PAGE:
Civil rights groups are concerned that the Supreme Court is poised to make it more difficult for people to bring housing discrimination claims under federal law.
Under the Fair Housing Act – passed in 1968 – it is unlawful to “make unavailable or deny, a dwelling to any person because of race.”
There is no question that the law was meant to cover intentional discrimination. At issue before the Court is whether the law also authorizes claims where practices have a discriminatory effect, even if they were not motivated by an intent to discriminate. Such a standard is known as “disparate impact.”
The justices will hear arguments in the case on Wednesday.
“The FHA was passed for the purpose of dealing with both intentional discrimination, but also to deal with the effects of discriminatory policies that end up perpetuating segregation,” said John Relman of the National Fair Housing Alliance at a recent press conference.
Relman and other civil rights lawyers are fearful that if the Supreme Court rejects a disparate impact theory for housing, it might later reject the test as it applies to other civil rights laws.
“Without a question, the Roberts Court is poised to do damage to a key means of vindicating claims under the FHA,” said Sherrilyn Ifill, President of the NAACP Legal Defense and Educational Fund.
The case began in 2008 when the Inclusive Communities Project a nonprofit organization that seeks to promote racial integration in Dallas, sued a state agency charged with allocating tax credits to developers who build low-income housing projects. ICP accused the Texas agency of disproportionately allocating the tax credits to properties in minority populated areas.
The courts below ruled in favor of the ICP.
Now Texas is appealing the matter to the Supreme Court.
Texas officials argued that the FHA precludes claims of disparate impact. “There is no language anywhere in the Fair Housing Act’s anti-discrimination rules that refers to ‘effect’ or actions that ‘adversely affect’ others,” state lawyers wrote in court briefs. They argue that the FHA only forbids actions that “discriminate because of race,” and not actions that “discriminate because of any factor that happens to be correlated with race.”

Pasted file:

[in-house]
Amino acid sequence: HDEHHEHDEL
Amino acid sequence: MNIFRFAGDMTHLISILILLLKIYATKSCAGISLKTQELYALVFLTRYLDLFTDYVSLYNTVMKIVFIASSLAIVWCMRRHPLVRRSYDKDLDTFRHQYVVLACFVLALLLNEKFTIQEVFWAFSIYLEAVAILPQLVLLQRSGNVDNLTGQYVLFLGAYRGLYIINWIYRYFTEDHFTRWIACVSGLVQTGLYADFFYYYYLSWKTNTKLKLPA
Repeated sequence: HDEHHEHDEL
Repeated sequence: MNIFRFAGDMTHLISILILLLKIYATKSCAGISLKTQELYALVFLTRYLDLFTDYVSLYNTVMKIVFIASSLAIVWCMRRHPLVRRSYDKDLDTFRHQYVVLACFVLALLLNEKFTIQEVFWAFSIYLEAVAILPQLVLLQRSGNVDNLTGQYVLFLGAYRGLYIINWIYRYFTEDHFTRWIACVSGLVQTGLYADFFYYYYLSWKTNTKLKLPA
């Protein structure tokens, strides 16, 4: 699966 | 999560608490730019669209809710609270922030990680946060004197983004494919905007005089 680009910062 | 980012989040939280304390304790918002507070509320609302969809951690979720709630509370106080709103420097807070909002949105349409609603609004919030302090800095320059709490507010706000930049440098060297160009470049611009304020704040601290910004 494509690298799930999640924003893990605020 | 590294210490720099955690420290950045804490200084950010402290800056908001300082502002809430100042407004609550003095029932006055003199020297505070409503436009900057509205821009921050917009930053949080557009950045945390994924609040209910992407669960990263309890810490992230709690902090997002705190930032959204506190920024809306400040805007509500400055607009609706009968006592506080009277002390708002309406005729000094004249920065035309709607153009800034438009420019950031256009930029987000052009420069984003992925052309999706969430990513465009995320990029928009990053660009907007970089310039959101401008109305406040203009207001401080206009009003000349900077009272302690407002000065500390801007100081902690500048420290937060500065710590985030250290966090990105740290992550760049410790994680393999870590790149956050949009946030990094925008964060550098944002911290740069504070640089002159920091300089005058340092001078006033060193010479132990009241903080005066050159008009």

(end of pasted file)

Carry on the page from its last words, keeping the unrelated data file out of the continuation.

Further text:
They argue that if disparate impact claims can be made in the area of housing, a state or private entity is forced to engage in race-conscious decision-making to avoid legal liability.
“The private company must spend time and money to investigate the ultimate effect of every action it takes, even when it is clearly intended for a good business purpose,” says Michael W. Skojeca, a partner at Ballard Spahr who represents management companies, developers and housing authorities.
“If there is discrimination occurring, there ought to be some evidence of it, then action should be taken without having to get into statistics about whether or not it had a slight, medium, or large effect over some group,” he said.
The Obama administration has weighed in against Texas noting that the Department of Housing and Urban Development – the agency charged with administering the FHA – interprets the act to allow disparate impact claims.